Natalie Portman

REVIEW: Thor: Love and Thunder (2022)

Unsure of his life and what he wants from it, Thor’s (Chris Hemsworth) mid-life crisis is interrupted by Gorr the God Butcher (Christian Bale), a galactic killer who seeks the extinction of the gods. Thor enlists the help of King Valkyrie (Tessa Thompson), Korg (Taika Waititi) and his ex-girlfriend Dr Jane Foster (Natalie Portman), who is now the Mighty Thor and wields Mjolnir, to stop the God Butcher.

Thor: Love and Thunder is style over substance. I feel at one time I may have had that criticism for Thor: Ragnarok but at least there the tone was mostly balanced and there was still a decent plot and character work. In Love and Thunder it’s all bright colours (except in the Shadow Realm which is the one stylistic thing and sequence I found interesting) and rock music and it’s so tonally inconsistent and the jokes are juvenile and grating. There’s running gags in Love and Thunder that may have been a bit cringey but generally OK the first time but the fact that they just keep going with that joke it feels like it’s flogging a dead horse and even if it was a little funny to begin with, in the end it becomes so unfunny that it’s painful. The jokes also often come at the expense of the drama and supposedly more emotional, hard-hitting moments which is annoying. Also, if you’re like me and only really like Korg in small doses, then Love and Thunder may be grating at times as that is a “funny” character I do not find amusing.

The tonal inconsistences aren’t just the humour undercutting dramatic moments, but how in some ways Gorr feels completely out of place to the rest of the film. Christian Bale is great in the role and is creepy and gives a great performance. Gorr is so serious, and perhaps a little mad, so when he comes up against a God that’s self-indulgent and arrogant it’s kind of jarring. You could say this is on purpose – showing how the Gods don’t care about the people that worship them and how they just want to live in opulence and have all the food, wine, and sex that they could ask for – thus giving Gorr all the more reason to kill the Gods. However as elsewhere in Love and Thunder there’s humour undercutting dramatic moments and drastic tonal shifts it feels like it’s part of a wider issue.

One of my biggest problems with Thor: Love and Thunder is Thor as a character. In films of all genres, I can kind of forgive a weaker plot if the character work is good. Especially in franchise films, if I like a character, I just enjoy seeing them and how they’ve grown and adapted to whatever situation they’re in and what’s going on around them isn’t such a big deal for me. With Thor: Love and Thunder the plot isn’t great and neither is the character work. Thor seems like he has regressed as a character and is back to being the arrogant man-child he was at the start of Thor. The whole point of the first film his him learning some humility, that actions have consequences and you can’t always go charging in like a bull in a China shop. Over the past however many Thor and Avengers movies Thor has learnt the smashing things without first attempting diplomacy isn’t the answer. In Love and Thunder, he doesn’t seem to care about anyone, including the Asgardian people he’s supposed to love and protect; summoning the Bifrost in buildings, destroying sacred temples as he stops bad guys, and just generally acting like an irresponsible buffoon.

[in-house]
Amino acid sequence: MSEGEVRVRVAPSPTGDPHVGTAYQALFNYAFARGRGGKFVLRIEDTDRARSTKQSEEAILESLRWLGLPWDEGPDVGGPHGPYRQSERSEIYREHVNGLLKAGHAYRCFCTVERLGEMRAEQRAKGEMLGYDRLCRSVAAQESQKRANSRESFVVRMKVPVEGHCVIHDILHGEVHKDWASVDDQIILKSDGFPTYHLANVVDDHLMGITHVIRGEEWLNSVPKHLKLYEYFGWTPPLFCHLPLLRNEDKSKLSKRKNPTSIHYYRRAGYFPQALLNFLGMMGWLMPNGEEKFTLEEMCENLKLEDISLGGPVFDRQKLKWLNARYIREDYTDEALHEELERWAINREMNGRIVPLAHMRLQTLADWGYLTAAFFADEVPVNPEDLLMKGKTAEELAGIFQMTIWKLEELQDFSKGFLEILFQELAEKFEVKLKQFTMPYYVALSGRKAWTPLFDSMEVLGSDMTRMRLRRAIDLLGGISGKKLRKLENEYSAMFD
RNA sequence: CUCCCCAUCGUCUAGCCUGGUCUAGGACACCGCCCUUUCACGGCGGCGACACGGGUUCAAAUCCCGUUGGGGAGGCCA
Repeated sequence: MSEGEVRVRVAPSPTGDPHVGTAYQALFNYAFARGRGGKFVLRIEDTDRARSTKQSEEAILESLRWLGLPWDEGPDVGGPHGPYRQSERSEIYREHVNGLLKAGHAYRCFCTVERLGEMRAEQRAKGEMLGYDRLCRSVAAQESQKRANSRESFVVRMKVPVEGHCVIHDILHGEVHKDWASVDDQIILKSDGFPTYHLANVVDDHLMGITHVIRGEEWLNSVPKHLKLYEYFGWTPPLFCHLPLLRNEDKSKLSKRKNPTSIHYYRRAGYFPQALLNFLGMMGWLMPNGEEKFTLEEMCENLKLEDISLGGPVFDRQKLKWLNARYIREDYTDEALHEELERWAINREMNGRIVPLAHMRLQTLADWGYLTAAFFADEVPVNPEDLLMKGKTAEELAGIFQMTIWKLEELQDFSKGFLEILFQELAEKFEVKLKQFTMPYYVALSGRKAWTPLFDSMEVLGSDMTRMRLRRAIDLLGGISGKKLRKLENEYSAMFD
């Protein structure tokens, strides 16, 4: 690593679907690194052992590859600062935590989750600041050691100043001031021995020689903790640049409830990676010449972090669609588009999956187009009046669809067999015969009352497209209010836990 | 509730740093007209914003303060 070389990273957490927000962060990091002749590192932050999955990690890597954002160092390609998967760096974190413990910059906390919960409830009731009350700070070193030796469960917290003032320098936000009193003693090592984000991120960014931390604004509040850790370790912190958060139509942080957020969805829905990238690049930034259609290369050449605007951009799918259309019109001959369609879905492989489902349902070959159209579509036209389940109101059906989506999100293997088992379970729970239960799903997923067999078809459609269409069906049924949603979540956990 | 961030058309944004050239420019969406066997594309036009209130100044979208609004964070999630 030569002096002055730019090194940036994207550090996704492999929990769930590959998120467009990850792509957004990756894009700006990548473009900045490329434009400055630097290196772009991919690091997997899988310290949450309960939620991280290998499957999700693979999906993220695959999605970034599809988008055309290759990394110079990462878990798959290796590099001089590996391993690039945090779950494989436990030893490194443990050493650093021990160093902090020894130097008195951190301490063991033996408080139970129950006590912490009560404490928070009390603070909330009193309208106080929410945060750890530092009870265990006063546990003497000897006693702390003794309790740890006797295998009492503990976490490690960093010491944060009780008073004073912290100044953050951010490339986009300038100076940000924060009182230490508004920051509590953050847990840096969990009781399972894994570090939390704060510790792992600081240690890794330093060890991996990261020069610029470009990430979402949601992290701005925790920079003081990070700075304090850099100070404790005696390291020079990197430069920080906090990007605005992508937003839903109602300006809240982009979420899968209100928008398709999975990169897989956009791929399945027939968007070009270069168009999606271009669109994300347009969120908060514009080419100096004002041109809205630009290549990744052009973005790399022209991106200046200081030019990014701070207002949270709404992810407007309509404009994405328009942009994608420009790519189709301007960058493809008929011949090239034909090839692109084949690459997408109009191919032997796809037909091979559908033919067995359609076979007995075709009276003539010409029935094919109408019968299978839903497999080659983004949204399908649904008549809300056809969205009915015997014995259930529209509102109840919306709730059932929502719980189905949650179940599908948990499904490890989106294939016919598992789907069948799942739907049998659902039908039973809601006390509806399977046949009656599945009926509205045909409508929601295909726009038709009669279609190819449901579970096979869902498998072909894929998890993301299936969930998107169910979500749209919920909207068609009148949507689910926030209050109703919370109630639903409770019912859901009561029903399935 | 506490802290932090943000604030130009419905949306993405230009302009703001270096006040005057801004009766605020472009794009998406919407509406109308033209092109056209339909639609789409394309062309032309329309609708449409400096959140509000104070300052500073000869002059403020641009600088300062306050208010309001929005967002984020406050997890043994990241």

Though she’s now King, Valkyrie gets no real development, any hints at a genuine friendship between her and Jane are few and far between and she is regulated to Thor’s sidekick once again. Jane and her heavy origin story and rise as the Mighty Thor feels shafted due to it being surrounded by flat jokes doing wrong by her as a character and what she’s going through. Plus, as it’s been a while since we’ve seen the character, the Jane/Thor romance feels underdeveloped even as the film gives a copious number of flashbacks to try and make you care about it.

Thor: Love and Thunder relies on the (unfunny) banter between characters rather than any real meaningful dialogue or emotion and does a disservice to all of its character. It definitely feels like Thor: Love and Thunder didn’t work when the thing that got the biggest reaction from me was an actor’s appearance in the midcredits scene. The rest of the film didn’t particularly make me feel happy or sad and I may have smiled a couple of times or chuckled but never full on laughed at anything that happened on screen. 2/5.

Perhaps I’m being generous with a 2/5 rating but that’s what I’ve settled on. I liked Gorr and the Shadow Realm sequence but everything else, not so much. As someone who tends to have mixed to positive feelings about Thor: Ragnarok, Thor: Love and Thunder is a serious step down.

REVIEW: Thor: The Dark World (2013)

When Dr. Jane Foster (Natalie Portman) becomes possessed by an ancient and powerful entity known as the Aether, Thor (Chris Hemsworth) must team up with his brother Loki (Tom Hiddleston) to protect her from the genocidal Dark Elves led by Malekith (Christopher Eccleston), who wants the Aether to throw the Nine Realms into darkness.

Thor: The Dark World finds Loki in prison for his crimes against Earth and his relationship with Thor is put to the test when he is the only one who can get them off Asgard undetected. Loki continues to be one of the most interesting and complex characters in the MCU. The one thing you can guarantee Loki to be is untrustworthy but the way that presents itself is still surprising.

While the Dark Elves do look aesthetically cool and somewhat intimidating, that doesn’t make them good or compelling villains. Malekith has no motivation besides turning the universe into darkness because that’s what he and his people thrive on, not matter the effects on different people. A lack of a decent villain makes this a typical end of the world type story. Algrim (Adewale Akinnuoye-Agbaje), Malekith’s second in command, is reduced to a henchman and offers little opportunity for Akinnuoye-Agbaje to show how good an actor he is.

A nice call-back to the events in The Avengers is, like Tony Stark in Iron Man 3, the fact that Erik Selvig (Stellan Skarsgård) is suffering from having a God in his head. This reminds us that while the main heroes and villains of this story are Gods and monsters, there are humans here that have very human reactions to the fantastical things they face.